Over 500 foreign workers in Pudu screened for Covid-19 as area opens up for business under CMCO

Health workers help a Pudu resident reach the Covid-19 screening area at the Pudu Market in Kuala Lumpur May 5, 2020. — Picture by Radzi Razak
Health workers help a Pudu resident reach the Covid-19 screening area at the Pudu Market in Kuala Lumpur May 5, 2020. — Picture by Radzi Razak

KUALA LUMPUR, May 5 — More than 500 foreign workers in the Pudu wet market and surrounding areas in Kuala Lumpur were screened for the coronavirus disease (Covid-19) as the area turned busy after businesses were allowed to open under the conditional movement control order (CMCO).

Since 8am, authorities including personnel from the Health Ministry, police and the Kuala Lumpur City Hall (DBKL) officers started rounding up foreign workers, most of them working and living in the market and businesses around Jalan Pasar Baharu and Jalan Yew here.

“We are screening those who live and work here to see if any of them are infected. If more than 10 are confirmed as positive cases, the area might be closed down,” an MOH officer told Malay Mail.

The officer, who declined to be named, said the team conducting the test are from the Selayang Hospital and Cheras health district.

Nazeem Ahmad, a worker from Bangladesh, said policemen wearing full personal protective equipment (PPE) knocked on the door of his house this morning and asked them to go out for the test.

“All five of my housemates went down and queued up with the others for the tests. We are all healthy. We hope everyone here is not sick,” he said, adding that he and his housemates all worked menial jobs in shops near the wet market.

Meanwhile a store manager Christine Tan said that the authorities did not close down her shop, but asked if her workers should be screened.

“My shop is still open, our workers have all gone through screening. The police just wanted the workers who are not screened to get the test today,” she said.

Tan also said that there are more than 500 foreign workers in Jalan Pasar who lived in the apartments and shophouses in the area.

“Most of them are Bangladeshi, Indonesian, China and some Vietnamese as well,” she said while observing a medical tent set up about 30 metres from her shop.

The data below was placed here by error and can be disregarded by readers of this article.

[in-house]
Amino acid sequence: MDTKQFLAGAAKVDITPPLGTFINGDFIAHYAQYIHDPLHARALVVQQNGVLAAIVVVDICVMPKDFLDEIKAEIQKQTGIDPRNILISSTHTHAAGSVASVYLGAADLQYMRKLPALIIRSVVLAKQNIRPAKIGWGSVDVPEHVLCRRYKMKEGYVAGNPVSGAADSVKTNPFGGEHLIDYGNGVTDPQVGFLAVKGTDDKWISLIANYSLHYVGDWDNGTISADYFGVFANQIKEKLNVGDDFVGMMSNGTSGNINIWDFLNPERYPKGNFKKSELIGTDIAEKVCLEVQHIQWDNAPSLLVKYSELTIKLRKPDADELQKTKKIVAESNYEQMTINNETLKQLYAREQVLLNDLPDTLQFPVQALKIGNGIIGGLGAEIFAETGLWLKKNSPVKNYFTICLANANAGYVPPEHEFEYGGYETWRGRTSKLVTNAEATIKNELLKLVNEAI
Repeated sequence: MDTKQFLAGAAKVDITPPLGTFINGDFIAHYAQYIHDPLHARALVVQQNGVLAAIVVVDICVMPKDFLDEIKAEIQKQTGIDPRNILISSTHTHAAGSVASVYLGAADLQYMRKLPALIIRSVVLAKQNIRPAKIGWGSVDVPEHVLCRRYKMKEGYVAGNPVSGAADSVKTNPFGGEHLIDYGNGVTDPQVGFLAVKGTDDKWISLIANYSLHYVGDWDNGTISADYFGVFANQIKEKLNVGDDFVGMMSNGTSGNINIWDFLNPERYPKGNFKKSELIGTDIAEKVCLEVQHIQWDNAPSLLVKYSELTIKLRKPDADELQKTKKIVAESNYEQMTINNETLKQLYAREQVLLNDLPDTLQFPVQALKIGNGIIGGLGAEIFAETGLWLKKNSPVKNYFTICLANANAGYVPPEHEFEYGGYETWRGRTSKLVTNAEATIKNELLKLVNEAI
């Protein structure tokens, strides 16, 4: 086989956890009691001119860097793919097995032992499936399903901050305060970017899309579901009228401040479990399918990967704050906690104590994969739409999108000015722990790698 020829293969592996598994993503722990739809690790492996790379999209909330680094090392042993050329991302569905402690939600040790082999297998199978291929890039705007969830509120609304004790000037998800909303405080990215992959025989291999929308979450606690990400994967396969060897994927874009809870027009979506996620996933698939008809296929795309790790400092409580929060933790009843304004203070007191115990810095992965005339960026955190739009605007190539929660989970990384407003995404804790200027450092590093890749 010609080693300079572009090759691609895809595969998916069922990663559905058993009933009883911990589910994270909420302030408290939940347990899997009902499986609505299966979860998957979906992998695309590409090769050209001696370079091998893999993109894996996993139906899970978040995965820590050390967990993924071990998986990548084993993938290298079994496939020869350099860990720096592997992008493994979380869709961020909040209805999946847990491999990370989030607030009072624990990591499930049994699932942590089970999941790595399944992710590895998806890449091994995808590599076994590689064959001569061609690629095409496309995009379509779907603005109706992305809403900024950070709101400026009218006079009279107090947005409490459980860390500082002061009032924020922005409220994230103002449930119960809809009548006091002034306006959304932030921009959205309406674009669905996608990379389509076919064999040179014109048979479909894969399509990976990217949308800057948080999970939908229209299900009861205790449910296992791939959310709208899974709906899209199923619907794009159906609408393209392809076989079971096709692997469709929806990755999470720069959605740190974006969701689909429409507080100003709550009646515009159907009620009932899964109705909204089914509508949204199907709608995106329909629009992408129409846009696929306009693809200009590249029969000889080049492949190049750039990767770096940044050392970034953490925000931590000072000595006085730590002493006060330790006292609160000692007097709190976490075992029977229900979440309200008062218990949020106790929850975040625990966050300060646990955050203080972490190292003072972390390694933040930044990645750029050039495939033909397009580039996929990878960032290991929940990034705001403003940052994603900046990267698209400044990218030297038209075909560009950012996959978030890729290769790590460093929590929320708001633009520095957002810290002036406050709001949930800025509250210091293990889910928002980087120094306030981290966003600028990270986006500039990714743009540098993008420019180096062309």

The authorities were also seen assisting elderly people in getting in front of the queue with one of them even carrying an elderly woman who was too weak to walk from her house in front of the wet market to the screening area about 60 metres away.

Several health workers get ready at the Covid-19 screening area at the Pudu Market in Kuala Lumpur May 5, 2020. — Picture by Radzi Razak
Several health workers get ready at the Covid-19 screening area at the Pudu Market in Kuala Lumpur May 5, 2020. — Picture by Radzi Razak

The police, some of them geared in full PPE, assisted health personnel by going door to door, asking people to come down for the screening.

In the surrounding area, where most businesses were opened, the road was packed with people who had started going out for work.

The banks, electrical and hardware stores were also crowded but they were seen observing social distancing and staff were taking temperatures of people queuing up to get in.

Mechanic shops were among the busiest, a mechanic who only wanted to be known as Seng said customers suddenly arrived in droves yesterday.

“You’ve got people changing their batteries, tires, lights and other things that they were unable to do since the movement control order (MCO) started two months ago. So we are busy as we need to meet their demand,” he said.

In another part of Kuala Lumpur, traffic congestion was seen around Brickfields, especially at Jalan Tun Sambanthan, with the usual sight of cars double parking on the side of the road.

“Yes, there are more people today than last week. I think because most of the office and businesses around here have reopened,” said S. Munusamy, a shopkeeper in the area.

N. Uma, a resident in Brickfields said the place was crowded but most of the shop owners and their staff are adhering to health SOPs set by the government.

Meanwhile, Kampung Baru did not change much since the MCO started on March 18 with very minimal movement seen at Jalan Raja Uda, Jalan Raja Mahmud and Jalan Raja Alang.

Only a handful of shops are open in the area and mostly only to cater for takeaway food services.

The area, famous for varieties of food including Nasi Lemak, East Coast fare, tom yam and other famous Malay centric Malaysian foods was very different since MCO took effect in March.

A resident, Ahmad Saiful Baharuddin, said the lockdown of nearby areas of Jalan Raja Bot and part of Chow Kit Market also contributed to the “quiet” atmosphere.

“Even with Ramadan, the fasting month... there are no bazaars, we are not allowed to go to mosque, so things are very quiet,” he said.

On April 17 to April 21, more than 600 Kampung Baru residents underwent the compulsory Covid-19 screening test, following the classification of the area as one of the red zones.

The screening session was held at the Sekolah Rendah Agama Jalan Raja Muda Musa.

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